Blanket Waiver for OCS Buy-Sell Deals Draws Fire
Producers and marketers denounced a recent request to
generically exclude Outer Continental Shelf (OCS) pipelines from
FERC's ban on "buy-sell" transactions. They contend Williams Energy
Marketing & Trading's bid for such a waiver is just a
backhanded attempt to gain light-handed regulation on the OCS.
In its petition for a declaratory order, Williams last month
said it was seeking "guidance" from the full Commission on buy-sell
deals particularly as they related to the Minerals Management
Service's (MMS) royalty in-kind (RIK) projects in the OCS.
The Natural Gas Supply Association (NGSA), which represents
major gas producers, and Dynegy Marketing and Trade said they could
support a "narrow" waiver of the prohibition against buy-sell
transactions in offshore waters, but only for MMS' RIK pilots. They
noted, however, that Williams' request was much broader.
Williams "seeks a termination of the prohibition against
buy-sell transaction for 'all' OCS gas supply transactions - a
broad remedy when there is no proof offered, beyond vague
assertions in Williams' [petition], to support the [claim] that the
development of gas supply on the OCS may somehow be handicapped by
the inability to perform buy-sell exchanges using firm capacity,"
Dynegy told FERC [GP00-1].
"It is not the viability of the RIK program that Williams is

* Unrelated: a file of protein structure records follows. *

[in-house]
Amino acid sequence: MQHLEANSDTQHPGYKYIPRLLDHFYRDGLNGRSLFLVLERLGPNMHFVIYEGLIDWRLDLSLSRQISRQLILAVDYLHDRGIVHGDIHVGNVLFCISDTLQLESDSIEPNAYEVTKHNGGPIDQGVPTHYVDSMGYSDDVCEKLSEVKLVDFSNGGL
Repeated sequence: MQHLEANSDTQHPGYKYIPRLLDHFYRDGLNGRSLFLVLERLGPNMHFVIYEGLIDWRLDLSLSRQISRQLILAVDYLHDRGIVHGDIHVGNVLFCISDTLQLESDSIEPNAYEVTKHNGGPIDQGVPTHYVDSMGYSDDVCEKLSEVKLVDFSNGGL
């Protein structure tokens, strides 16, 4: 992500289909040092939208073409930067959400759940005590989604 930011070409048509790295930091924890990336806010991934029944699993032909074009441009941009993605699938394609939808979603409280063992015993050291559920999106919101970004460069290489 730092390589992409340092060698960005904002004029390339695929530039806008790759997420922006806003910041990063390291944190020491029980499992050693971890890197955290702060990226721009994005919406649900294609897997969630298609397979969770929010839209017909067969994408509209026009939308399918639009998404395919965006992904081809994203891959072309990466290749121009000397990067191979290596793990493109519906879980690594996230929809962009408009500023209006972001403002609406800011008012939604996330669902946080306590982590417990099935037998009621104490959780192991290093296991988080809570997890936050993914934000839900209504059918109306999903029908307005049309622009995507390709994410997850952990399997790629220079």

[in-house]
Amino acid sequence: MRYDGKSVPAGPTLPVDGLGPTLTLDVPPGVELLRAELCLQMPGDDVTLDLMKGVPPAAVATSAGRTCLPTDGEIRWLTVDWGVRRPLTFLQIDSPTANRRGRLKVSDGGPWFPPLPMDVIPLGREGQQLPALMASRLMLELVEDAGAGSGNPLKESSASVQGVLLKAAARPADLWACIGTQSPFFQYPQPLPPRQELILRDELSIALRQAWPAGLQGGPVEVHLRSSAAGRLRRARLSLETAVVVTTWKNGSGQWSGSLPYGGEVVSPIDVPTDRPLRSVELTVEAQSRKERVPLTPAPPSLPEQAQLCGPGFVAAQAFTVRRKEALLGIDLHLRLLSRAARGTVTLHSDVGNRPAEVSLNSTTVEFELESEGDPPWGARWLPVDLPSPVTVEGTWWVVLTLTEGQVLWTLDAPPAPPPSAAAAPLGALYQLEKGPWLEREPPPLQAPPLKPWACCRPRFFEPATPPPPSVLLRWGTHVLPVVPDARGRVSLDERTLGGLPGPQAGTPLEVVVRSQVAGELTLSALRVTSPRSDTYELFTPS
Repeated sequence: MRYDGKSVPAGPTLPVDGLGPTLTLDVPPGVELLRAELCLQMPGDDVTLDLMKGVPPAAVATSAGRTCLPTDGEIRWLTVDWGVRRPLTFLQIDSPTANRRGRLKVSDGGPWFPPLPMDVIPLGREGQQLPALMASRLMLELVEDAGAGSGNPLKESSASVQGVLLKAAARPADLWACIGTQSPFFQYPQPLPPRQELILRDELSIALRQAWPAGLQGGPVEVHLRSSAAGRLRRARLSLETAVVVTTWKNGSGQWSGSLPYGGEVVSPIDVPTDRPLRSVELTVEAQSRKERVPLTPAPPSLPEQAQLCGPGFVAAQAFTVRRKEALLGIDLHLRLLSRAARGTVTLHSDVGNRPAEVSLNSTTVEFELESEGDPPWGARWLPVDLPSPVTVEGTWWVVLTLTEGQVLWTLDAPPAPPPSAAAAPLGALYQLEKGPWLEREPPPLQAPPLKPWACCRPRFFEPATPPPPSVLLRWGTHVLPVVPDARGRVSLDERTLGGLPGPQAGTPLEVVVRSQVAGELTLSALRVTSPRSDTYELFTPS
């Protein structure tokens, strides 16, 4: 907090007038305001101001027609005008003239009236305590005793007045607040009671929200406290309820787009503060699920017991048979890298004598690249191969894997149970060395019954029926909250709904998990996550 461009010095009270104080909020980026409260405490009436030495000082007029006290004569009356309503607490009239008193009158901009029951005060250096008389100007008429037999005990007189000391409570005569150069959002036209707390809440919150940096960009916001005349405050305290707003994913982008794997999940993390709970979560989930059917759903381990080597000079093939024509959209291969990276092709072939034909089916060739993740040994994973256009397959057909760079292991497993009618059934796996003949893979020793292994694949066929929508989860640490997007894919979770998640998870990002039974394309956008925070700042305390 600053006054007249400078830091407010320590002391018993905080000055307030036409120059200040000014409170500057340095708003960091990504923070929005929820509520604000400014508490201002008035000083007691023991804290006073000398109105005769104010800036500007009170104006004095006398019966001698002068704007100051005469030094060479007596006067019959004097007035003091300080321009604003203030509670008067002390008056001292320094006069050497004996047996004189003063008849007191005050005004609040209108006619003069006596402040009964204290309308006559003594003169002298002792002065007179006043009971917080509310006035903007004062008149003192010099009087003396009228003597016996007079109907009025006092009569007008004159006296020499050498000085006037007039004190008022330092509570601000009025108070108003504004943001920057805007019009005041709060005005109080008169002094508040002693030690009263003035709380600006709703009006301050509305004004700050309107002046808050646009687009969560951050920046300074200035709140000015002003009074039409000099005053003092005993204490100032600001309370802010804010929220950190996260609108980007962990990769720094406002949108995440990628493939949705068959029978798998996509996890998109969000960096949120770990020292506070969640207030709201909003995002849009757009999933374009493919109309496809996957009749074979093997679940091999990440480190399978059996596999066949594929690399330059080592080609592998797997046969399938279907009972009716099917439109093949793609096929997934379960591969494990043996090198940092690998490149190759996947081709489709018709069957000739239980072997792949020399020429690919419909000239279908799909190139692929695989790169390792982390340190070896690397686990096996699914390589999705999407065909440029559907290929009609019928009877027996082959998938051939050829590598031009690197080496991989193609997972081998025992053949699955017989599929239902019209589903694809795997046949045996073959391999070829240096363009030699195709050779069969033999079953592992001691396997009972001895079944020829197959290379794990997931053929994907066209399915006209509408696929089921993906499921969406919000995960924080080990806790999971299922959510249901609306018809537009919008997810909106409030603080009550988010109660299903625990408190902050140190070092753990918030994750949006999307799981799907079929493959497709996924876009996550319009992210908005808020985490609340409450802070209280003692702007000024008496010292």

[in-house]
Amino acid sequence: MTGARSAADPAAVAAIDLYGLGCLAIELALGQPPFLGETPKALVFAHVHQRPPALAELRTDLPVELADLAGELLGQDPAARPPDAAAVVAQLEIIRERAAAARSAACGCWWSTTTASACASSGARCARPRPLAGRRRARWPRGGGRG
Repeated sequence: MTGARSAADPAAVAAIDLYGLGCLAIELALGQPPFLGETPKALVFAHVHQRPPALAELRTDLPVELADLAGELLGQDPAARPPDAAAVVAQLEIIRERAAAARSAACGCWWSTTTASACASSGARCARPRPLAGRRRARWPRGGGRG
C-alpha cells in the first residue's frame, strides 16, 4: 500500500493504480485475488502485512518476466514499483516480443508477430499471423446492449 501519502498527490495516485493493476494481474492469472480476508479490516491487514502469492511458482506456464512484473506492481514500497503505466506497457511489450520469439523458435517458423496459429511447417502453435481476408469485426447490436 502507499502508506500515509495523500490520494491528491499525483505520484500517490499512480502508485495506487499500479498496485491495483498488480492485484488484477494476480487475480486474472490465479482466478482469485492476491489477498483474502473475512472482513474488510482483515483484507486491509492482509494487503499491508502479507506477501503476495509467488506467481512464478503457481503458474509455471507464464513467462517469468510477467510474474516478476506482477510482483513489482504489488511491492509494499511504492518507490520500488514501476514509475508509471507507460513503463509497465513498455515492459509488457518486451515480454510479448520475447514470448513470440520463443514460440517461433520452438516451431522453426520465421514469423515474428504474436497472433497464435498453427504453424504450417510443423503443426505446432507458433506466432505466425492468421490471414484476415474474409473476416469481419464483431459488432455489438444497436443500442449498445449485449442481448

concerned about; indeed, if it were, then a proposal to pull the
rug out from under the entire secondary capacity marketplace on all
jurisdictional OCS pipelines is remedial overkill. Rather, Williams
is using the RIK program to leverage another argument for
light-handed regulation on the OCS," the Houston-based marketer
At most, the NGSA believes the Commission should allow a "narrow
exemption..limited expressly to transportation arrangements
performed directly in connection with an MMS RIK project.." To
grant Williams' "sweeping" request "would eliminate market
transparency in the OCS, and establish separate and inconsistent
regulatory frameworks for OCS and non-OCS transactions," the
producer group said. Further, it would "eliminate a key element" of
the Commission's new offshore rule (Order 639), which requires the
continued compliance of OCS jurisdictional pipelines with the
requirements of the Natural Gas Act.
The Commission barred buy-sell arrangements because it said they
provided pipeline customers an opportunity to circumvent the
objectives of its capacity-release program established under Order
636, which requires open bidding by shippers. One example of a
buy-sell transaction would be an LDC buying gas in the production
area from an end-user or someone designated by the end-user,
transporting the gas using its own firm capacity and then selling
it back to the end-user at the retail delivery point.
Williams indicated that such buy-sell arrangements were being
used routinely in MMS' RIK projects offshore. It involves an RIK
contractor buying gas from the MMS at one or more receipt points in
the OCS, transporting it on behalf of MMS to onshore delivery
points, and selling it back to MMS once onshore. In exchange, the
RIK contractor retains a portion of the gas, plus any processing
revenues. Dynegy currently is an RIK contractor.
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